David Rains wants to sell horse meat in Missouri. He says he's ready to start, having already modified his processing plant in Gallatin and consulted with the U.S. Department of Agriculture and industry experts from Canada.
He'll know by January 27, the deadline for officials to respond to his request to include equine slaughter within a general meat processing permit.
"The federal government agrees with us," says Rains, who is pushing the state's Department of Natural Resources to allow him to start slaughtering horses and distributing their meat for human consumption as well as animal feed.
The DNR actually awarded Rains' facility, Rains Natural Meats, with a general meat processing permit in November. However, the permit stated that the plant's waste water lagoon "is only authorized to process non-equine species of animals."
Without a way to dispose of the waste, that decision effectively bars Rains from slaughtering horses.
Rains tells Daily RFT that he had never heard of DNR issuing general permit that excluded a specific species, especially since the lagoon has passed all its inspections. He thinks politics is involved.
"The governor is behind making all these decisions," he says. "If he doesn't go with the science and stays with the special interest groups' political wants, then I'm really concerned he doesn't care about agriculture in Missouri."
DNR spokeswoman Gena Terlizzi says the department is closely following state regulations and that politics is not a factor.
After getting denied, Rains sued the DNR at the agency level. Front Range Equine Rescue, a horse advocacy organization, filed motions in that legal actions supporting the department, arguing that a lifetime of drugs and medications makes disposing horse carcasses a potential environmental danger.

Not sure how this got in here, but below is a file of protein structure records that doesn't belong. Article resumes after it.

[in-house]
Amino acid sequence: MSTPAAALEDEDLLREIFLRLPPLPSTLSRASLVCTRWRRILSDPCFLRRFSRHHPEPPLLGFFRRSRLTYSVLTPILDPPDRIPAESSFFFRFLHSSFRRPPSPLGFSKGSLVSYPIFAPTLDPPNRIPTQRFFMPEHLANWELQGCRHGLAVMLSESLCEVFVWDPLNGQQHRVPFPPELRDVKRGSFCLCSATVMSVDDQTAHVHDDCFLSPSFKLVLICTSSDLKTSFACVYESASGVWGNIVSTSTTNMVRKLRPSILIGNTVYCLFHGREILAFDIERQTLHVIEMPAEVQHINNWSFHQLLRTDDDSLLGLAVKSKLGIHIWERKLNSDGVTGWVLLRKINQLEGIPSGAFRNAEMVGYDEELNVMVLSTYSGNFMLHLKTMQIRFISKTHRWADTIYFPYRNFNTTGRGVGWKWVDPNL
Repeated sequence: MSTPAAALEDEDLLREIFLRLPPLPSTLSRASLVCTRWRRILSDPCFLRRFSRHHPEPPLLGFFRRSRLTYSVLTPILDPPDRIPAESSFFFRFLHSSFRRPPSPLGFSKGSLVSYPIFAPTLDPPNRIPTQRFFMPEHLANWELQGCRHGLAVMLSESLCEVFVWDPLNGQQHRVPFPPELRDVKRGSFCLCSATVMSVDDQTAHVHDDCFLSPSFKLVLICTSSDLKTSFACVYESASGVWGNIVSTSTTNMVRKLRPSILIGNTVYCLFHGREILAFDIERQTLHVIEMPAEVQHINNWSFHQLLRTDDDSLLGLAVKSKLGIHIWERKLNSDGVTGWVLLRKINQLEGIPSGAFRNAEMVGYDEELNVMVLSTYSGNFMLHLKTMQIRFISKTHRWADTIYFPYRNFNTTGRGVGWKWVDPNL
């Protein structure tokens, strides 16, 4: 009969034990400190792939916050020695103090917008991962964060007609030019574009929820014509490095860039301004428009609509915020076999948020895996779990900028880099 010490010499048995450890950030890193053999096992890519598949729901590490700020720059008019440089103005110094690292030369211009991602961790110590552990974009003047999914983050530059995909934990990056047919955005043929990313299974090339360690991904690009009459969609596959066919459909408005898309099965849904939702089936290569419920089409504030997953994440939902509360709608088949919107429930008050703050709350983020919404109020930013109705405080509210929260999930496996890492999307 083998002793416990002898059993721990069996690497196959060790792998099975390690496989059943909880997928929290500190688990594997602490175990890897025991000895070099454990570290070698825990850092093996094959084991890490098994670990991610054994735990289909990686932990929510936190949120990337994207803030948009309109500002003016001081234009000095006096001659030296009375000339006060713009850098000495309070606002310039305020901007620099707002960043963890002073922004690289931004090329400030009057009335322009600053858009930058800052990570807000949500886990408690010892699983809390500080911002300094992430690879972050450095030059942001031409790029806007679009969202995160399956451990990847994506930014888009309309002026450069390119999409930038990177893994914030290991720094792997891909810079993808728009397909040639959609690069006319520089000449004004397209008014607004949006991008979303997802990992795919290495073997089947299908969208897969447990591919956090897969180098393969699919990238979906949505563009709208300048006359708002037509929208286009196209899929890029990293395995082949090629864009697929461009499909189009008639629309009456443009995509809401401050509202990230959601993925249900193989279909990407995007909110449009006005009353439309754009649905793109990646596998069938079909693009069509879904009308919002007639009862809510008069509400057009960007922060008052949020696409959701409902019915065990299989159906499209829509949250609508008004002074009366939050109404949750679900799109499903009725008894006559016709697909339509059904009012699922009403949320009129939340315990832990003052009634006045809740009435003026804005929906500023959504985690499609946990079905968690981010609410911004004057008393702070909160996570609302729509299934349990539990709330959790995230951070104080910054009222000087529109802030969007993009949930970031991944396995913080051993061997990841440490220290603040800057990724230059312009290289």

"Horses are not raised in a regulated industry, and are given drugs and substances that can't be monitored," says FRER attorney Bruce Wagman, who argues that simply giving the horses a drug test prior to slaughter isn't enough since the the test only detects a small proportion of the drugs in a horse's body.
There are other problems with horse slaughter which should push the state to keep Rains' plant from equine processing, according to Wagman.
"Horses cannot go to a slaughter the way other animals do," he says, "There's an inability to stun them easily because of their intense fight or flight response. There won't be control in the slaughterhouses."
Rains contends that his plant is humane, safe and will not produce "any pollution" as a result of horse meat processing. He sees the involvement of groups like FRER and the Humane Society of United States as a sign that his opponents are willing to "ignore the science" in favor of pushing a "vegan agenda."
"They are trying to take all of the meat out of America, and they are going after every segment of the livestock industry one piece at a time," he says.
Congress effectively banned horse slaughter in 2006 when it barred the USDA from using federal funds to inspect any meat processing plants that slaughter horses -- and no USDA inspection meant no legal distribution. But with the help of a key vote by Missouri Senator Roy Blunt, that ban was lifted in 2011.
"It's a legislative issue," says Wagman, who says new laws need to be passed that unambiguously ban horse slaughter in the U.S.
"If we're not going to slaughter cats and dogs in this country, then we shouldn't be doing it for horses."
Updated 4:00 p.m.: Daily RFT reached out to the Humane Society of Missouri for comment. Here's a statement from spokeswoman Jeane Jae:
Because horses hold an iconic place in our nation's history and are treasured for their beauty, majesty and companionship, the Humane Society of Missouri believes they deserve to be cared for, not brutally killed and shipped to foreign countries for consumption. HSMO supports all efforts to halt and ultimately prohibit horse slaughter in Missouri and the United States. We have and will continue to urge our constituents to support the SAFE Act (Safeguard American Food Exports Act -- H.R. 1094/S. 541) now pending in the U.S. Congress and to work with the Missouri Alliance for Animal Legislation to block horse slaughter in Missouri.
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